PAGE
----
“The problem of the country is really institutional,” Iraq’s Finance Minister and Deputy Prime Minister Ali al-Allawi said in a discussion at the Atlantic Council on Tuesday, adding that the “institutional setup is extremely weak, the state itself, public administration is weak, we have several weak points in it that in some areas there are departments of government that report to different sources of authority.”
According to Allawi, the institutional weakness has eventually led to “many people getting involved in economic decision making.”
Iraq is ranked as one of the world’s top ten most corrupt countries, according to a report by Transparency International published in January.
The country has for years, following the US invasion in 2003, been under the tremendous influence of neighboring Iran, to a point that Iran not only interferes in the country’s decision making, but also in its economy.
“Iran one way or the other is the largest supplier to the Iraqi market, the numbers are probably around 15 billion dollars a year,” Allawi said of Iran’s trade volume with Baghdad.
“Unfortunately, Iraq exports nothing to Iran, we have a massive trade deficit with the country, it is nearly all one way, and every time we meet with Iranian officials I tell them this cannot be a healthy relationship,” he said, adding that “this kind of asymmetrical arrangement cannot continue.”
Iraq’s main purchases from Iran are agricultural products, engineering services, construction materials, and energy, such as electricity and natural gas. Baghdad has received sanction waivers from Washington allowing it to buy Iranian electricity and natural gas.
Iraq was the largest importer of Iranian products since March 2021, importing $8.9 billion worth of goods, marking a 21 percent increase in Iranian exports to Iraq in comparison to last year, Iran’s director general of customs said earlier this month.
However, Iraq only exported $1.2 billion worth of goods to Iran, marking a 790 percent increase on Iranian imports from Iraq.
Allawi further addressed issues between Erbil and Baghdad over the Kurdistan Region’s share of the federal budget, calling it a “quid pro quo” situation.
“The KRG (Kurdistan Regional Government) budget is set on two basic criteria, one is entitlement to a certain percentage of the federal revenues after certain central expenses are deducted,” he said. “They are obliged to give the central government the proceeds from their oil exports and the proceeds from customs and other fees and taxes that are collected by the Kurdistan Regional Government that are federal revenues, part of which is retroceded back to the KRG especially customs.”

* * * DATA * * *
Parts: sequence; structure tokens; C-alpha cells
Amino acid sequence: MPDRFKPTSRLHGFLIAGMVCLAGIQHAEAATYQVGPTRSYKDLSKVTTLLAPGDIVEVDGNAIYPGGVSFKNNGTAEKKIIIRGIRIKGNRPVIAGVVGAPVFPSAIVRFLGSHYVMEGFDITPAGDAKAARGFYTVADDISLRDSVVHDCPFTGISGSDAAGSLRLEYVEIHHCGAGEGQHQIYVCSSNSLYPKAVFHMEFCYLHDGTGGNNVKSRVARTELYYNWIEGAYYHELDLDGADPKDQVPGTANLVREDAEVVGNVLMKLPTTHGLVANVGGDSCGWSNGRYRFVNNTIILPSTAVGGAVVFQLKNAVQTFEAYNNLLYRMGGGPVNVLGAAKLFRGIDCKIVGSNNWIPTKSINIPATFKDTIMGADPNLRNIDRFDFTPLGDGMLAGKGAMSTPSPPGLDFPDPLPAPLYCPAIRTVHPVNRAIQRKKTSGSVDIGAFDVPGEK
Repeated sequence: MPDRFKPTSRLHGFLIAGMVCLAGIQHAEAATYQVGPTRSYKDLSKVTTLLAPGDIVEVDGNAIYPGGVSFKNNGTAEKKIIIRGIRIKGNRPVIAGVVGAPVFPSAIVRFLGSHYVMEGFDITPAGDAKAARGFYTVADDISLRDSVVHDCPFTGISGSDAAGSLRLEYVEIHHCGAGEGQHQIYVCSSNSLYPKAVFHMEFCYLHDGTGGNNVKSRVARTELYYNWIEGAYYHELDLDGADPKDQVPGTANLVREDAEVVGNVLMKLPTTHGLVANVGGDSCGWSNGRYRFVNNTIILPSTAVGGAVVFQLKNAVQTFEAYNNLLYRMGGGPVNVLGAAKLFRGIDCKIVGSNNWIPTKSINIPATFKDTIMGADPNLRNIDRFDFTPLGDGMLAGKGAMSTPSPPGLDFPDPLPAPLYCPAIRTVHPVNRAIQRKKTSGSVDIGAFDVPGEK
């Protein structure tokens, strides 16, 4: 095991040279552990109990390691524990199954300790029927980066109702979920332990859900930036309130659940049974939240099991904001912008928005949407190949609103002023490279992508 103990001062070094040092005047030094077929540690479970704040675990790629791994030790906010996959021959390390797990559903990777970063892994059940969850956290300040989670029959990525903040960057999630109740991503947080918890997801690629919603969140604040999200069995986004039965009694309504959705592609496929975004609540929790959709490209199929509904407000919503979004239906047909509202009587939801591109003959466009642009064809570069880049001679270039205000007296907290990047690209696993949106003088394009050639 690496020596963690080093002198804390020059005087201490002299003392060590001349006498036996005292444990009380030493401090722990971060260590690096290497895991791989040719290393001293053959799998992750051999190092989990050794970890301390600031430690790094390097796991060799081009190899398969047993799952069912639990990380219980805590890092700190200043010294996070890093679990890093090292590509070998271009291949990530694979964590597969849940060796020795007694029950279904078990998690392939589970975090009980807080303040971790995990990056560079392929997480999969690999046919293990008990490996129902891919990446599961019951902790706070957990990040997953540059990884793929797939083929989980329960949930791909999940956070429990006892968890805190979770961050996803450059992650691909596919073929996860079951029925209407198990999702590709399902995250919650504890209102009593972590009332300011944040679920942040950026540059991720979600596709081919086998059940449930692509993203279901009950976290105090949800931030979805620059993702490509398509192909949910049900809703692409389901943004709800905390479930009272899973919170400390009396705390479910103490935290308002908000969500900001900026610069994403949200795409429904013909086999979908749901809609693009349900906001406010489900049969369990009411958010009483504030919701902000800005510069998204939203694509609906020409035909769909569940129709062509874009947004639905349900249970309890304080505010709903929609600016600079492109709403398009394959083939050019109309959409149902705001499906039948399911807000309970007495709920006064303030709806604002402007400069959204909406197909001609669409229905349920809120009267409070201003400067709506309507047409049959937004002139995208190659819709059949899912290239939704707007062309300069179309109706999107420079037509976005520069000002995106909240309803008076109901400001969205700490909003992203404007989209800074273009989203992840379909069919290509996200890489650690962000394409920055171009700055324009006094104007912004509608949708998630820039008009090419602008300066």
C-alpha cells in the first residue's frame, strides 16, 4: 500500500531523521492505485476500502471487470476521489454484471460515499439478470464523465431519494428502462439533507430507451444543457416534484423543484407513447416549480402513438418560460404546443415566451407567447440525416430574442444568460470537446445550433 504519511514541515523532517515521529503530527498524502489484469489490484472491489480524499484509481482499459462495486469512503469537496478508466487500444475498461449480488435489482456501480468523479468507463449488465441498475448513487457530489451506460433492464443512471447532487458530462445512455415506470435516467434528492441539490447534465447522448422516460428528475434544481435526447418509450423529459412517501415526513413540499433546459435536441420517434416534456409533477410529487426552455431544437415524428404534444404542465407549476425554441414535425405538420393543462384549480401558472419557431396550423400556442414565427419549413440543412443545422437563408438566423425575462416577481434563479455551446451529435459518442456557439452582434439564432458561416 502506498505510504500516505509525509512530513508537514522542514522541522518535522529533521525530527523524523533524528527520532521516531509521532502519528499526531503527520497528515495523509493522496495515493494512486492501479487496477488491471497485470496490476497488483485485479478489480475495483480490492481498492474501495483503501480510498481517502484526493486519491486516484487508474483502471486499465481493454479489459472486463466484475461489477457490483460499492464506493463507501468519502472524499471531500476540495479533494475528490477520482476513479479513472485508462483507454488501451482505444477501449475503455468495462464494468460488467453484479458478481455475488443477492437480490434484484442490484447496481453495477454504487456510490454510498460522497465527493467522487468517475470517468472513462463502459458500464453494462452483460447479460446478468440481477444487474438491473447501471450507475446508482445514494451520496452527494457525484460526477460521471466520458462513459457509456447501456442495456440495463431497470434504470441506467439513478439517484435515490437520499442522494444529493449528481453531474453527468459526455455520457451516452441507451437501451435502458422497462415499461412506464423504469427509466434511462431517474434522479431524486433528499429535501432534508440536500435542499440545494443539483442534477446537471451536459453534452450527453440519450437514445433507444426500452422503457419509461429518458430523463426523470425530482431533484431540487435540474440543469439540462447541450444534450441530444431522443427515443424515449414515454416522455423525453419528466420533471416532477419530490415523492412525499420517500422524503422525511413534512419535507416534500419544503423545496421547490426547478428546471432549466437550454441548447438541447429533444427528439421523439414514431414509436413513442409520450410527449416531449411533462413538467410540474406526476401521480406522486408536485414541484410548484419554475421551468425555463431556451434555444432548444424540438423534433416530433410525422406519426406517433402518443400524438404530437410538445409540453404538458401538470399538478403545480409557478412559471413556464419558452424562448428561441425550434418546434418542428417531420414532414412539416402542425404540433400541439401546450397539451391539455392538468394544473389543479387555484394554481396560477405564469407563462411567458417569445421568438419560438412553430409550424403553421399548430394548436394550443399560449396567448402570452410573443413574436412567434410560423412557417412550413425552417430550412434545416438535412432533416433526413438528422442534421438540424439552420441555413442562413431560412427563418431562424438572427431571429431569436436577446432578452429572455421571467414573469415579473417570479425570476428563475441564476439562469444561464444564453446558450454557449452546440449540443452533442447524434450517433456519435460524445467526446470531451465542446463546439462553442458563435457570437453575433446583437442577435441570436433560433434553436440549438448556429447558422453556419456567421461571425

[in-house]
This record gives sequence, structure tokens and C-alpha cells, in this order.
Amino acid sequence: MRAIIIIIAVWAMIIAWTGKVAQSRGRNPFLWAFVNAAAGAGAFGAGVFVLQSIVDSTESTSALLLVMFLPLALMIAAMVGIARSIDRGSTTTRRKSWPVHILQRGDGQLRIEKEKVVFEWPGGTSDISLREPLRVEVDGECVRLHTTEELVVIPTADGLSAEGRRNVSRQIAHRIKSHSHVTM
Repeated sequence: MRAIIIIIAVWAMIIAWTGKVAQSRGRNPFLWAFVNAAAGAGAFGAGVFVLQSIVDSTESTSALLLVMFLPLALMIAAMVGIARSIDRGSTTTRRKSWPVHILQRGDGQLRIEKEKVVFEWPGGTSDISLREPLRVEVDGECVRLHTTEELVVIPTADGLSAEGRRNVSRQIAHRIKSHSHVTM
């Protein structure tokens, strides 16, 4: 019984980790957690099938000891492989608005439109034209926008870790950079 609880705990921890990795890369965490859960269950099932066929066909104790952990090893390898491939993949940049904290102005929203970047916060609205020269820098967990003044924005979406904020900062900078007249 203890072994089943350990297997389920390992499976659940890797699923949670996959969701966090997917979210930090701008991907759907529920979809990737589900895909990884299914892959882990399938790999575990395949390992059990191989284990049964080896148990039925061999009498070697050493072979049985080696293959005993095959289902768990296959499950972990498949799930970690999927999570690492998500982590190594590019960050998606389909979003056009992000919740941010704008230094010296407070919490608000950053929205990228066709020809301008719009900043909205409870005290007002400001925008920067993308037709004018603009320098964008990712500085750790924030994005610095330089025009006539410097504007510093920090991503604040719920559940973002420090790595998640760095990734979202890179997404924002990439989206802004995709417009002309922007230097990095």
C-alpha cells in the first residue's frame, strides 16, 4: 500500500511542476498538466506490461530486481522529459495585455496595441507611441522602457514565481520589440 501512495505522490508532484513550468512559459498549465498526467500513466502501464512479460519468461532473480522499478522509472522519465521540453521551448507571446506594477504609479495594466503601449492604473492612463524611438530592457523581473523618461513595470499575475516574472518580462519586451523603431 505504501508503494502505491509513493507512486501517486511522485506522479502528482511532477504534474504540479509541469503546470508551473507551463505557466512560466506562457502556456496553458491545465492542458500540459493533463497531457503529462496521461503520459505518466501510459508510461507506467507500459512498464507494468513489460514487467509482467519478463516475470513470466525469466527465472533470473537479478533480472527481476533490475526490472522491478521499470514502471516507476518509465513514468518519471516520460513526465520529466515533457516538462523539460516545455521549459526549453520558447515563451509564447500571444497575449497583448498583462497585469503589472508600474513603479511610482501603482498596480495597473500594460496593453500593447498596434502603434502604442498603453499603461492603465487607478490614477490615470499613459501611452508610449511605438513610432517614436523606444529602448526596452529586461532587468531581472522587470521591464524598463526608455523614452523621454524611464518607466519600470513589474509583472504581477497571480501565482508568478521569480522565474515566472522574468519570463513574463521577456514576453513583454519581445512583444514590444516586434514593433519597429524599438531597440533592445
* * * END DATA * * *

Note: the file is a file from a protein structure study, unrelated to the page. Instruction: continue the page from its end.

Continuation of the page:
“We have not received any of the KRG proceeds either in cash or in estimates,” Allawi said, adding that the KRG’s inability to do so puts them in a position that the Iraqi government cannot act out the other aspect of the relationship either.
Erbil has struggled to pay civil servant salaries in full and on time for more than five years, due to the war against the Islamic State (ISIS), disputes with Baghdad, and a drop in oil prices. With a shortage of cash, the government took temporary austerity measures to reduce salaries of higher-earning employees in June 2020. Those earning more than 300,000 Iraqi dinars per month were hit with a 21 percent pay cut.
Iraq’s federal budget was passed by the parliament in late March 2021 after intense debates and more than three months after it was approved by the cabinet. One contentious point was Erbil’s share and requirements for the KRG to hand over oil. The Kurdistan Region receiving its share is conditional on Erbil fulfilling its commitments, which include handing over 250,000 barrels of oil per day, paying back money it borrowed from the Iraqi Trade Bank, sending non-oil revenues and prioritizing paying the salaries of its civil servants and Peshmerga before any other spending.
Baghdad in July started paying the KRG an advance payment of 200 billion dinars monthly to cover salaries of civil servants, but that has been delayed several times as well.
Addressing the continuity of Baghdad’s payments of 200 billion dinars to the KRG, Allawi told Rudaw following his conversation at the Atlantic Council that the payments “will continue in the context of the bilateral agreements that we have between the federal government and the KRG, obviously it is also related to the needs of the KRG for emergency funding and it has to be within the terms of the law and the agreements we had in the budget law.”
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